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This question just appeared by a newcomer to Money SE (I think he is active in the SE network already though): https://money.stackexchange.com/questions/18966/stock-analysis-which-time-range-to-focus-on

It is problematic as a question because it is

  1. very broad in scope
  2. asking about day trading and
  3. overall, looking for help on so-called technical analysis, based on the tags.

What is the best course of action here i.e. without discouraging a new user, despite what looks to me like a difficult question to rephrase for our site?

  • You make good points, thinking about it. – C. Ross Dec 26 '12 at 23:01
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There is no reason to disallow questions on technical analysis. It is certainly within scope for an individual, non-professional investor.

Whatever opinions we have on its utility, efficacy or what-have-you have no bearing on this discussion.


As I recall, we've discussed the basic principle that if an individual investor can do it, they should be able to ask about it here.

I think that they should be able to ask some basic questions about any financial product/topic, regardless of scope. At the very least, asking for a definition shouldn't be an issue. They may very well see enticements for such financial products and wonder if they are appropriate for their goals. If said product is out-of-scope for personal finance, we can close, but keep some of those questions around to answer future questions and to demonstrate why we believe they are off-topic; since answers should have some discussion as to why they are not appropriate for personal finance.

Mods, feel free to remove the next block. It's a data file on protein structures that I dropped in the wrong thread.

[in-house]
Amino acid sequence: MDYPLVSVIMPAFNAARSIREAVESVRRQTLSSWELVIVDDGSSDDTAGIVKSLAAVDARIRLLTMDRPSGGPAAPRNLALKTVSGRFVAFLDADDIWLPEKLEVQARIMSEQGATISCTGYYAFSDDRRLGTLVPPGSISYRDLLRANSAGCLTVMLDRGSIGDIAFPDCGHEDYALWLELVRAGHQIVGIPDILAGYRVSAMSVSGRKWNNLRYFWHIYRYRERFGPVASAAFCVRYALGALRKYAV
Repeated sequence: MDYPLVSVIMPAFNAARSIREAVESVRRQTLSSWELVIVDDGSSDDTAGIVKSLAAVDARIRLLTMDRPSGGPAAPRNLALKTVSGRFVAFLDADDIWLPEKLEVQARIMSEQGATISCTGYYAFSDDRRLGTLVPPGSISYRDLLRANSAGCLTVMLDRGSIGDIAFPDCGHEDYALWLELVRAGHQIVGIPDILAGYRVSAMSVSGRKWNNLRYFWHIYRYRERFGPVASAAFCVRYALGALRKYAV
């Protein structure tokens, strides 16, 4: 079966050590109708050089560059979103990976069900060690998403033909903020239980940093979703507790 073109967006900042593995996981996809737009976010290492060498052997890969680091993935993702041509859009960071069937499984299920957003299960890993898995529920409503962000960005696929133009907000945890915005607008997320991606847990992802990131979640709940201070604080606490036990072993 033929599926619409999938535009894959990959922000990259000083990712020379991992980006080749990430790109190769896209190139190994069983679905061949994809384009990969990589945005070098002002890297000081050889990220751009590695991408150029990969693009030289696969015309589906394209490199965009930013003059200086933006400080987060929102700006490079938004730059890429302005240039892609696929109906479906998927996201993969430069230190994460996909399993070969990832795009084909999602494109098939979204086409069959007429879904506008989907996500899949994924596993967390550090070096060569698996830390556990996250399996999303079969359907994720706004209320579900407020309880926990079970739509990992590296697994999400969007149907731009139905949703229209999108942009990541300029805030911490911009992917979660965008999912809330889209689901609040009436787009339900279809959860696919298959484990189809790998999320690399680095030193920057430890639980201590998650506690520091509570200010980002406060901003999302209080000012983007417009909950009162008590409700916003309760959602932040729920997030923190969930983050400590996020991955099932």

Regarding this question, its real problem is naïveté.

The question isn't very broad. It's asking for the time ranges involved:

day trading: generally, within 1 day
swing trading: 1-4 days
position trading: 1 week - 1 month

Again, the problems is naïveté. Much more discussion is required to do justice to the topic. However, answering the question asked is a simple matter.

  • @FeralOink I agree that could be a problem. However, I think we would deal with that as we would with any strongly opinionated question or answer. I personally don't have a problem with strong opinions, as long as they are accompanied by cogent arguments. I believe we have or can create the tools to deal with such issues. For example, we generally don't allow questions that are merely soliciting opinions. I hope we don't have a such a problem, as it likely can be messy. However, I don't believe avoiding the entire topic is the correct approach. – George Marian Dec 27 '12 at 4:59
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    I only hint at this, but an answer to that question really should address the elephant in the room: if you're asking such a question you need to learn much more about the topic at hand. So, my "proposed" answer is only with regard to the technical merits of the question. Any responsible answer should address this concern to some extent. Being preachy would not be a good approach, but a gentle statement that "there be dragons" is a good idea. Such trading is discouraged for individuals because of their advanced nature. However, what was once advanced tends to become common as we march forward. – George Marian Dec 27 '12 at 5:09
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Hmmm, the struggle I have isn't with day trading or advanced techniques, per se, it's my compulsion to want to talk the OP (of that day trading timing question) out of the idea. The resulting comment or answer wouldn't address his question directly, but might save the OP some money long term. I think I'm on the same page as George on this issue.